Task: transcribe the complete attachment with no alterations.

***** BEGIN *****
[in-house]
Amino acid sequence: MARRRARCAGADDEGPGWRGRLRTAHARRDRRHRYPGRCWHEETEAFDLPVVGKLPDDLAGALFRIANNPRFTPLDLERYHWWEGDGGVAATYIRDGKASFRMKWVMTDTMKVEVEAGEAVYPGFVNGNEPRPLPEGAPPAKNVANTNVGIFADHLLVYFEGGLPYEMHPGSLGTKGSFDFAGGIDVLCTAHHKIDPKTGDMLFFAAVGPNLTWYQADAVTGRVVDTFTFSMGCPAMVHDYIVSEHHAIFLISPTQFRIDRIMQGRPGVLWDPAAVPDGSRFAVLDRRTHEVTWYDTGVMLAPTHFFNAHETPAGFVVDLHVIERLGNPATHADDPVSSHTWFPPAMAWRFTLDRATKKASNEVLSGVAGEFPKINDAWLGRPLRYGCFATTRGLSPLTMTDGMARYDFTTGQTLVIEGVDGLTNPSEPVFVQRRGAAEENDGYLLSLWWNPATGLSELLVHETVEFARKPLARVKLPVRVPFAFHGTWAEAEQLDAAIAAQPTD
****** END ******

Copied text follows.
[in-house]
Amino acid sequence: MARRRARCAGADDEGPGWRGRLRTAHARRDRRHRYPGRCWHEETEAFDLPVVGKLPDDLAGALFRIANNPRFTPLDLERYHWWEGDGGVAATYIRDGKASFRMKWVMTDTMKVEVEAGEAVYPGFVNGNEPRPLPEGAPPAKNVANTNVGIFADHLLVYFEGGLPYEMHPGSLGTKGSFDFAGGIDVLCTAHHKIDPKTGDMLFFAAVGPNLTWYQADAVTGRVVDTFTFSMGCPAMVHDYIVSEHHAIFLISPTQFRIDRIMQGRPGVLWDPAAVPDGSRFAVLDRRTHEVTWYDTGVMLAPTHFFNAHETPAGFVVDLHVIERLGNPATHADDPVSSHTWFPPAMAWRFTLDRATKKASNEVLSGVAGEFPKINDAWLGRPLRYGCFATTRGLSPLTMTDGMARYDFTTGQTLVIEGVDGLTNPSEPVFVQRRGAAEENDGYLLSLWWNPATGLSELLVHETVEFARKPLARVKLPVRVPFAFHGTWAEAEQLDAAIAAQPTD